to me - strings being collections -, all I see is:
trying to find an empty string within another string: There are (at least) two ways of treating this:
1. return “false” seems to me logically correct, because
there is never an empty string in another string, and an empty string cannot contain another empty string, right?
This has worked very conveniently for NSString in ObjC for more than 20 years, why change it?
Do you know of cases that were problematic with this convention?
2 throw a runtime error when trying to do this:
str.hasPrefix(“”) // also for hasSuffix, str.contains etc.
some in-line questions below.
“true” ? am I going nuts ? :o)
var str = "Hello, playground"
print( str.hasPrefix("”)) // case 1 : false
print( str.hasSuffix("”)) // case 2 : false
print("" == “a” ) // case 3 : false
Currently, all cases above evaluate to “false”
i think that is correct,
I don't know what to tell you. It may seem intuitively correct to you,
but others in the thread have laid out the reasons why it is not
mathematically correct behavior.
Where? I couldn’t find any.
One other way of rephrasing it: to get
`false` for str.hasPrefix(""), you actually need special-case code in
hasPrefix to check for the empty string,
again, maybe it should throw a run-time error instead.
and the caller may well also
need special-case code to handle the fact that the result is not
mathematically consistent with other cases on the continuum.
In this context as “continuum” :
are you referring to “sets” or “collections” here?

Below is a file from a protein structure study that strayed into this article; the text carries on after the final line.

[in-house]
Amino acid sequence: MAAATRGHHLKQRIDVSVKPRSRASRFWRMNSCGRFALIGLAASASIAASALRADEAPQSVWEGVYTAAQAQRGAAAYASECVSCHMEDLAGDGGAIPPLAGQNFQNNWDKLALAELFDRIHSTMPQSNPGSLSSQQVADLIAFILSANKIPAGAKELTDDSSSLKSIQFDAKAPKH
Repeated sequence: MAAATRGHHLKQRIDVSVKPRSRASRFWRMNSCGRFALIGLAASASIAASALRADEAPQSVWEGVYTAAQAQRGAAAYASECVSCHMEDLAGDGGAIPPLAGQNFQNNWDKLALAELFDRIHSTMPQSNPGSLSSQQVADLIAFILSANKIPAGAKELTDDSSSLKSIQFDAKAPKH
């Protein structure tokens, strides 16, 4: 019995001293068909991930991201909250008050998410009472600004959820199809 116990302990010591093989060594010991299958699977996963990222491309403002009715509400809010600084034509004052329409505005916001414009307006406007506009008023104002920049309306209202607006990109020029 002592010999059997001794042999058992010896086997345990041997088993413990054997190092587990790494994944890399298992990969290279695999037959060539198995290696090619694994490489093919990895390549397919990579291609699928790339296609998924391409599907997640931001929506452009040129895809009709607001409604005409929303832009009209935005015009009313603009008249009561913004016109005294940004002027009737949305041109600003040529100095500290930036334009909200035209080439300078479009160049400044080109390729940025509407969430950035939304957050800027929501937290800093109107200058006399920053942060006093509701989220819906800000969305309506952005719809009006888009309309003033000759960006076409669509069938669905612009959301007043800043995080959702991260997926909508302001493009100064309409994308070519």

what other cases?
things that way doesn't work in practice for real programs.
please explain thank you, because I see no problems at
all with the current NSString-like evaluation…
I’d put an s.isEmpty() in front of it.
On 19.07.2016, at 16:31, Dave Abrahams <email@example.com> wrote:
on Tue Jul 19 2016, "Ted F.A. van Gaalen" <tedvgiosdev-AT-gmail.com> wrote:
How can an empty string be a prefix or suffix value?
as there is no empty string present in a non-empty string.
Note that if case 1 and case 2 would evaluate to “true”,
it would conflict with case 3.
Can’t imagine that case 3 should in future also result in “true”
Also I hope that changes to String functionality
for Swift 4 are not backward breaking changes
even the more for string handling, because Strings
are heavily used in most apps.
I am firmly convinced that all future releases of Swift
should compile Swift 3 and higher source files without
any changes 100 % flawlessly! This prevents early diminishing
of Swift’s popularity, especially with those building large
codebases using Swift.
I’ve started a thread about this a week ago,
however no one found this important enough to
share their opinions with me yet, or were too busy with
other subjects to do so.
Increasingly I have dreams, me
programming complete apps in Smalltalk
and then automagically generate
an macOS, tvOS or iOS runtime app of it.
(I have also dreams of this world becoming
a nice and peaceful placebut that is
beyond the context of this forum)
on Mon Jul 18 2016, Kevin Nattinger <firstname.lastname@example.org <mailto:email@example.com>> wrote:
I agree, true is definitely the expected behavior. In particular, it
seems absurd to me that `a.hasPrefix(b)` and `a.hasSuffix(b)` could be
false when `a == b` is true.
I expect to be reworking Strings for Swift 4, and this is one of the
many things we plan to address.